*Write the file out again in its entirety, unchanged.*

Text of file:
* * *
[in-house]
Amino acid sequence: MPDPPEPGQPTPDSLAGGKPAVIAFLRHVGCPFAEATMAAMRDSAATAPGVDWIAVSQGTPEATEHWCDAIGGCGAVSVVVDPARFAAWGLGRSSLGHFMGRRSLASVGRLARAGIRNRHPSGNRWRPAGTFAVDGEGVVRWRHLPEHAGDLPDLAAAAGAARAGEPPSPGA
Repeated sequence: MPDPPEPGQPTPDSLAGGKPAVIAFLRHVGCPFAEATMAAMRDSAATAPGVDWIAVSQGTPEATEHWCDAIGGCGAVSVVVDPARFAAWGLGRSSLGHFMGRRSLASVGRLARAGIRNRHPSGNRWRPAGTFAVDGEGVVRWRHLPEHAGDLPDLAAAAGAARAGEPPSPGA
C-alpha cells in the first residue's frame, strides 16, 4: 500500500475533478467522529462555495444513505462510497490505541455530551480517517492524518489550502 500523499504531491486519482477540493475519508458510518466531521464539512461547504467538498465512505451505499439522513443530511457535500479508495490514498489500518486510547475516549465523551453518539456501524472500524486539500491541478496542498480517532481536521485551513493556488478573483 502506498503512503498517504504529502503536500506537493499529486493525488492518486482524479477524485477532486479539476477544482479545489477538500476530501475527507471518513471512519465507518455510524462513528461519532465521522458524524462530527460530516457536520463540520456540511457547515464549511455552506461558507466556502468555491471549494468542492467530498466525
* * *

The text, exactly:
[in-house]
Amino acid sequence: MPDPPEPGQPTPDSLAGGKPAVIAFLRHVGCPFAEATMAAMRDSAATAPGVDWIAVSQGTPEATEHWCDAIGGCGAVSVVVDPARFAAWGLGRSSLGHFMGRRSLASVGRLARAGIRNRHPSGNRWRPAGTFAVDGEGVVRWRHLPEHAGDLPDLAAAAGAARAGEPPSPGA
Repeated sequence: MPDPPEPGQPTPDSLAGGKPAVIAFLRHVGCPFAEATMAAMRDSAATAPGVDWIAVSQGTPEATEHWCDAIGGCGAVSVVVDPARFAAWGLGRSSLGHFMGRRSLASVGRLARAGIRNRHPSGNRWRPAGTFAVDGEGVVRWRHLPEHAGDLPDLAAAAGAARAGEPPSPGA
C-alpha cells in the first residue's frame, strides 16, 4: 500500500475533478467522529462555495444513505462510497490505541455530551480517517492524518489550502 500523499504531491486519482477540493475519508458510518466531521464539512461547504467538498465512505451505499439522513443530511457535500479508495490514498489500518486510547475516549465523551453518539456501524472500524486539500491541478496542498480517532481536521485551513493556488478573483 502506498503512503498517504504529502503536500506537493499529486493525488492518486482524479477524485477532486479539476477544482479545489477538500476530501475527507471518513471512519465507518455510524462513528461519532465521522458524524462530527460530516457536520463540520456540511457547515464549511455552506461558507466556502468555491471549494468542492467530498466525